Rising number of power shut-offs adds to stress, mental health concerns
By David Pendered
The rising number of power disconnects and accounts past due in Georgia is a reality check as a new survey shows financial stress is a serious threat to the nation’s mental health.
Georgia Power ended its temporary suspension of customer disconnects on July 15. The state’s largest provider of electricity had waived suspensions in the early stages of the pandemic and now advises customers to consider an installment payment plan if they struggle to pay their bill. The company serves about 2.6 million customers, including business and residential accounts.
The power shut-offs are a stark reminder of the Dec. 31 expiration of the temporary ban on evictions of renters imposed by the Centers for Disease Control and Prevention. The CDC’s order, dated Sept. 4, contended its purpose was to prevent the further spread of COVID-19 by banning landlords from evicting tenants for non-payment of rent. Georgia is among the states where the order is the subject of a lawsuit asking a federal judge to void the order.
Georgia Power provided the following information to the state’s utility commission, the Georgia Public Service Commission, in a public disclosure dated Oct. 15:
- Service was disconnected to 21,732 residential customers in September;
- Service was restored to 13,213 residential customers in September following a disconnect for nonpayment.
- An additional 33,817 residential accounts went past due in September, by 30 to 60 days. These newly delinquent accounts owe Georgia Power a total of $9.3 million. That’s an average of about $275 per customer;
- A total of 378,446 residential accounts are past due. The company serves 2.3 million residential customers;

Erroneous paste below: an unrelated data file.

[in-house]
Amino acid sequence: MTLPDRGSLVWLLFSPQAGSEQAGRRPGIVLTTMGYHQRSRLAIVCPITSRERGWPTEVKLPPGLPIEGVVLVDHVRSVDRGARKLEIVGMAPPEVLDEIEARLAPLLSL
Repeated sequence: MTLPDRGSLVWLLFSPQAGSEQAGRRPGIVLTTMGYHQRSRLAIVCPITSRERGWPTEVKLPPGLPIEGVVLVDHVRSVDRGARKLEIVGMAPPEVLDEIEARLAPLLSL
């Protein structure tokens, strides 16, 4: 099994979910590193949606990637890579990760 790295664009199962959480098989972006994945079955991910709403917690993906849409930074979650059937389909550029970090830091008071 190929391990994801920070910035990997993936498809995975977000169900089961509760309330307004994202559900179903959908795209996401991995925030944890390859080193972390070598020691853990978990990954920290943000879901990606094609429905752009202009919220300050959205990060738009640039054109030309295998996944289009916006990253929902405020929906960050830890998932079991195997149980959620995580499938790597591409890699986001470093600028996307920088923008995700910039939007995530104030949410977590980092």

- About 16 percent of the company’s residential accounts are at least 30 days past due. This rate has declined from nearly 20 percent in April, while the number of accounts has increased by about 20,000.
Meanwhile, a mental health crisis is growing in the U.S., according to results of the annual Stress in America survey released Oct. 20 by the American Psychological Association. APA has conducted the survey since 2007.
Financial stress is a major factor – 64 percent of respondents say money is a significant source of stress, and 52 percent say they have experienced negative financial impacts during the pandemic.
The report begins with the observation that stressors that existed before the pandemic continue. Compounding this stress from the pandemic. APA said it felt compelled to issue the following warning:
- “We are facing a national mental health crisis that could yield serious health and social consequences for years to come….
- “The sheer magnitude of the COVID-19 crisis is hard to fathom. As of the published date of this report, the death toll from the COVID-19 pandemic has topped 215,000 in the United States, according to Johns Hopkins University. This is more Americans than died in World War I (116,516 deaths1), the Vietnam War (58,2092), and the Korean War (36,5163) – combined.
- “Behind this devastating loss of life is immense stress and trauma for friends and families of those who died; for those infected; for those who face long recoveries; and for all Americans whose lives have been thrown into chaos in countless ways, including job loss, financial distress, and uncertain futures for themselves and their nation.
Harris Poll conducted the survey on behalf of the APA from Aug. 4-26 of 3,409 adults aged at least 18 years, and of 1,026 teens aged 13-17 years. No sampling error was available because respondents agreed to participate.